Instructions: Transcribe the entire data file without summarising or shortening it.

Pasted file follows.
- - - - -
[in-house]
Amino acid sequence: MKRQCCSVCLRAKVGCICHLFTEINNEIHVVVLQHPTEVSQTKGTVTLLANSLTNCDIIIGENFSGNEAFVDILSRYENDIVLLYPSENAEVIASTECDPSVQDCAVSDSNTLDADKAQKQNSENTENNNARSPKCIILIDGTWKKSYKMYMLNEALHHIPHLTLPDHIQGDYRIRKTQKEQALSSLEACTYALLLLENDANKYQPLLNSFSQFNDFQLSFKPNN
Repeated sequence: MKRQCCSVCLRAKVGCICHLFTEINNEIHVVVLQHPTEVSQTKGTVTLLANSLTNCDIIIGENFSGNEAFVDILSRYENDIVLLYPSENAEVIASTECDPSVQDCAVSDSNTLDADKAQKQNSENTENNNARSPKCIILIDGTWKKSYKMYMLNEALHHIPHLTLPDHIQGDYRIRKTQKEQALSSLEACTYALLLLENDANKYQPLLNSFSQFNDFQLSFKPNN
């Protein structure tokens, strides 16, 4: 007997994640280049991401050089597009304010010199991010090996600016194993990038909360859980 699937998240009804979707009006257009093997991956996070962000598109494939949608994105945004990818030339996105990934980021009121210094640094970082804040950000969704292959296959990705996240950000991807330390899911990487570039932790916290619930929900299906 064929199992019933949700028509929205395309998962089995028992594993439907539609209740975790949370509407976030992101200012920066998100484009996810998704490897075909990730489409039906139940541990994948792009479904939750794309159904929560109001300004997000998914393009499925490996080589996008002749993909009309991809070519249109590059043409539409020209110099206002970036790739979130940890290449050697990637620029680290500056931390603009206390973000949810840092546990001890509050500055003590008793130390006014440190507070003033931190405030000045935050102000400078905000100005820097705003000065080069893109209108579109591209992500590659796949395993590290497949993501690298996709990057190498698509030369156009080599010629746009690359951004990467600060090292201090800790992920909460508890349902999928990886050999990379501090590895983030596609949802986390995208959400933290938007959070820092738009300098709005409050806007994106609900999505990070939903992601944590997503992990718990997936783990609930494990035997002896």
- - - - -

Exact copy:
[in-house]
Amino acid sequence: MKRQCCSVCLRAKVGCICHLFTEINNEIHVVVLQHPTEVSQTKGTVTLLANSLTNCDIIIGENFSGNEAFVDILSRYENDIVLLYPSENAEVIASTECDPSVQDCAVSDSNTLDADKAQKQNSENTENNNARSPKCIILIDGTWKKSYKMYMLNEALHHIPHLTLPDHIQGDYRIRKTQKEQALSSLEACTYALLLLENDANKYQPLLNSFSQFNDFQLSFKPNN
Repeated sequence: MKRQCCSVCLRAKVGCICHLFTEINNEIHVVVLQHPTEVSQTKGTVTLLANSLTNCDIIIGENFSGNEAFVDILSRYENDIVLLYPSENAEVIASTECDPSVQDCAVSDSNTLDADKAQKQNSENTENNNARSPKCIILIDGTWKKSYKMYMLNEALHHIPHLTLPDHIQGDYRIRKTQKEQALSSLEACTYALLLLENDANKYQPLLNSFSQFNDFQLSFKPNN
């Protein structure tokens, strides 16, 4: 007997994640280049991401050089597009304010010199991010090996600016194993990038909360859980 699937998240009804979707009006257009093997991956996070962000598109494939949608994105945004990818030339996105990934980021009121210094640094970082804040950000969704292959296959990705996240950000991807330390899911990487570039932790916290619930929900299906 064929199992019933949700028509929205395309998962089995028992594993439907539609209740975790949370509407976030992101200012920066998100484009996810998704490897075909990730489409039906139940541990994948792009479904939750794309159904929560109001300004997000998914393009499925490996080589996008002749993909009309991809070519249109590059043409539409020209110099206002970036790739979130940890290449050697990637620029680290500056931390603009206390973000949810840092546990001890509050500055003590008793130390006014440190507070003033931190405030000045935050102000400078905000100005820097705003000065080069893109209108579109591209992500590659796949395993590290497949993501690298996709990057190498698509030369156009080599010629746009690359951004990467600060090292201090800790992920909460508890349902999928990886050999990379501090590895983030596609949802986390995208959400933290938007959070820092738009300098709005409050806007994106609900999505990070939903992601944590997503992990718990997936783990609930494990035997002896």